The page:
Classical Motivation Theories - Similarities and Differences Between Them
GRIN Verlag, 2007 - 56 pages
Bachelor Thesis from the year 2006 in the subject Psychology - Work, Business, Organisational and Economic Psychology, grade: B+, Cardiff University, 37 entries in the bibliography, language: English, abstract: Introduction "We always do what we MOST WANT to do, whether or not we like what we are doing at each instant of our lives. Wanting and liking many times are not the same thing. Many people have done what they say they didn't want to do at a particular moment. And that may be true until one looks deeper into the motivation behind the doing. What they are really saying is the price they will have to pay or the consequences they will have to endure, for not doing that something may be too high or onerous for them not to do it. Such as going to work. Many people say they don't want to go to work and yet they do. Which means they don't want to risk losing their jobs and the negative hurting emotions associated with not having a job. It has been estimated about 90% to 95% of all people work at jobs which are unfulfilling and which they dislike and would leave in a minute if they only knew what they really wanted to do." Sidney Madwed (http: //www.quotationspage.com/search.php3?homesearch=motivation accessed on 15.02.2006) The quotation defines that nowadays motivation should be an indispensable part of every company. It is a complex and difficult topic and therefore management also has to take historical theories into account. Furthermore, it has to be figured out what employees designate as attractive for defining an effective motivation programme within the organisation. This dissertation will critically evaluate what motivation is and illustrate the different kinds of motivation theories of Abraham Maslow, Frederick Herzberg and Clayton P. Alderfer by explaining the key concepts for managing and motivating people. Due to the fact that motivation, especially employee motivation, is such a broad topic the dissertation will put a specific focus on th
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Abraham Maslow Alderfer’s ERG-theory Classical Motivation Theories define desire dissertation employee motivation employee’s employees in order esteem needs example existence needs expectancy theory Figure Frederick Herzberg Furthermore growth needs Herzberg and Alderfer Herzberg and Clayton Herzberg’s theory Herzberg’s two factor hierarchy of human higher order needs Hodgetts and Luthans Human Relations Movement humanistic psychology important individuals intrinsic motivation job dissatisfaction job enlargement job enrichment Job rotation job satisfaction lower level needs lower needs Maslow’s hierarchy Maslow’s theory model of Maslow motivate employees Motivation-hygiene theory Motivators and Hygiene needs are satisfied needs include organisational behaviour performance person Petzall physiological and safety physiological needs production psychologists result rewards Robbins and Coulter safety needs satisfaction and dissatisfaction satisfaction-progression-model Scientific Management Self-actualisation needs Selvarajah and Willis Similarities and Differences social needs stronger they become taken into consideration tasks theories of Maslow theories of motivation theory comprises three needs unsatisfied need workers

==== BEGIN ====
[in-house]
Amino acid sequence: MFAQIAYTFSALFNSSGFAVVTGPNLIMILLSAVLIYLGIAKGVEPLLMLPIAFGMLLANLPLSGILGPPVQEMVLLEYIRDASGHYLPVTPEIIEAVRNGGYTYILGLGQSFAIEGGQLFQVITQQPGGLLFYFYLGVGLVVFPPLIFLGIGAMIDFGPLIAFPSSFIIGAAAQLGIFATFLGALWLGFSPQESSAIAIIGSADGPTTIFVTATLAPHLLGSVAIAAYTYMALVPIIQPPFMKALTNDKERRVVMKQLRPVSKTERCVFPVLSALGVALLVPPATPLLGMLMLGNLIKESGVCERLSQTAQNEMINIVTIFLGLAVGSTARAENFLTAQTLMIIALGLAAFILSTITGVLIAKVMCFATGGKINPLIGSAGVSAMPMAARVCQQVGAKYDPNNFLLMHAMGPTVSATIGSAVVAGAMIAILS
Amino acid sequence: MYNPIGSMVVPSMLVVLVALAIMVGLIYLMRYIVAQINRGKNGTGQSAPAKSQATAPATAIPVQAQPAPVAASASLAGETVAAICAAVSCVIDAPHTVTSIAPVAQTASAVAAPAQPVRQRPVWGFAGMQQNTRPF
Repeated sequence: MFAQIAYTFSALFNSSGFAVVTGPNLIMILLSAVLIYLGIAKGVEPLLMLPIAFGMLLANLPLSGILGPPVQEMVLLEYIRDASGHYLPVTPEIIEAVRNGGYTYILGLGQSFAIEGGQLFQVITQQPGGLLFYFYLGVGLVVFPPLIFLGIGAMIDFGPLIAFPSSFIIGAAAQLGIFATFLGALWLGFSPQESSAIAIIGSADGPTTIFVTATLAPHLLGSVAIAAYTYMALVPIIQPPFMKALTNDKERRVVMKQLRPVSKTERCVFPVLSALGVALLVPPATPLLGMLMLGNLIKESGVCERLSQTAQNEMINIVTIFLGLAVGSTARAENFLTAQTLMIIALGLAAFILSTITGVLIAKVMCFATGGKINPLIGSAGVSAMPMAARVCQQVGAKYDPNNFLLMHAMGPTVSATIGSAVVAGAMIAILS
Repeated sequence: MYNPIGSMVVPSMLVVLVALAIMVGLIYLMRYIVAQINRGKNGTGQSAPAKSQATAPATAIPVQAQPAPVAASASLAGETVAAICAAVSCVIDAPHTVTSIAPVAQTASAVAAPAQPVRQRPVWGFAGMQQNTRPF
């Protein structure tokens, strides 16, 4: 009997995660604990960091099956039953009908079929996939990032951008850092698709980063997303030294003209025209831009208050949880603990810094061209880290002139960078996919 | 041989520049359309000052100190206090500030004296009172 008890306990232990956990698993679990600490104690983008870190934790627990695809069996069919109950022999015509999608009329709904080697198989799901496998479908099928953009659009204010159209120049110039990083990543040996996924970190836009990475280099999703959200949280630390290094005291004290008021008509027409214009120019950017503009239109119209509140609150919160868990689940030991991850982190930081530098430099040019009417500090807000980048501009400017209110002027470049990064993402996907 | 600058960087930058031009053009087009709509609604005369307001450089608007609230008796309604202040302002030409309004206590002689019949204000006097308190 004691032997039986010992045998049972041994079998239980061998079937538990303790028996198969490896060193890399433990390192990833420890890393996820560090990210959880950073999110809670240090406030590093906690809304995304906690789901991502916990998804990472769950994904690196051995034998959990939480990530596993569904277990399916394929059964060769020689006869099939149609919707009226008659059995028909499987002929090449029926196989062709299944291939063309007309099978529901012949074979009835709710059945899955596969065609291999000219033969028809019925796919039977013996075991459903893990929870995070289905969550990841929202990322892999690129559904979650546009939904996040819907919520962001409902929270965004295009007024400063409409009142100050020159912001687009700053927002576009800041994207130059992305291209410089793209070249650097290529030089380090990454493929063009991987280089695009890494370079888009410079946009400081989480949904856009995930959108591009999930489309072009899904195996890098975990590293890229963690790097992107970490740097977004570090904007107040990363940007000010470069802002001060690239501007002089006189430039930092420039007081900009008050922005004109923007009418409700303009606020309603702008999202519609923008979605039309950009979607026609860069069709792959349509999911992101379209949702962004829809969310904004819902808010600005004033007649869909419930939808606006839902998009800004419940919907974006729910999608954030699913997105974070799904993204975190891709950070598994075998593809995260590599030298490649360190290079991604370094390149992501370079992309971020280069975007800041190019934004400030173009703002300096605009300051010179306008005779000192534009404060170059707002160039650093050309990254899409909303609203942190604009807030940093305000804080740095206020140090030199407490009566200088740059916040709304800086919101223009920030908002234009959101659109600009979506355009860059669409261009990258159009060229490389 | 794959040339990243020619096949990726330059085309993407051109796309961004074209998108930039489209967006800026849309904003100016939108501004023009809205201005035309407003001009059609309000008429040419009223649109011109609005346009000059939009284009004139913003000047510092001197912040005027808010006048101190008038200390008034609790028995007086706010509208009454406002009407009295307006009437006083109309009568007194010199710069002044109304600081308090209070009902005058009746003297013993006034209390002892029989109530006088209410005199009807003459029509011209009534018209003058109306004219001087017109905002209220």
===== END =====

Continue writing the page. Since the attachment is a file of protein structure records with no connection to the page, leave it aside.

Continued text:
Page 44 - The only lifelong, reliable motivations are those that come from within, and one of the strongest of those is the joy and pride that grow from knowing that you've just done something as well as you can do it.
Page 9 - People will most likely engage in desired behavior if they are rewarded for doing so; these rewards are most effective if they immediately follow the desired response; and behavior that is not rewarded, or is punished, is less likely to be repeated.
Page 11 - The only way to get people to like working hard is to motivate them. Today, people must understand why they're working hard. Every individual in an organization is motivated by something different.
Page 17 - Next, we begin to look for a little self-esteem. Maslow noted two versions of esteem needs, a lower one and a higher one. The lower one is the need for the respect of others, the need for status, fame, glory, recognition, attention, reputation, appreciation, dignity, even dominance. The higher form involves the need for self-respect, including such feelings as confidence, competence, achievement, mastery, independence, and freedom.
Page 20 - Unlike the Freudians, Maslow was above all an optimist. Not only did he describe ultimate human potential in the most generous terms of self-actualization, he held that people were powerfully motivated to achieve that potential.
Page 20 - Few other motivational theories matched Maslow's in boldness and intellectual creativity. His theory had the virtues of clarity, economy, and flexibility, without sacrifice of comprehensiveness.
Page 11 - Motivation is closely linked to the performance of human resources in modern organisations but it must be remembered that although the motivation process may be the same across cultures, the content of what motivates people is often different.
Page 8 - Furthermore, he stated that people will most likely engage in desired behaviours if they are positively reinforced for doing so and rewards are most effective if they immediately follow the desired response.
Page 14 - ... or someone being managed, motivation is a prime concern and of considerable social and economic significance.
Page 14 - ... individuals and teams are an important ingredient of success. Motivated individuals tend to work with greater effort and condfidence and enjoy high productivity.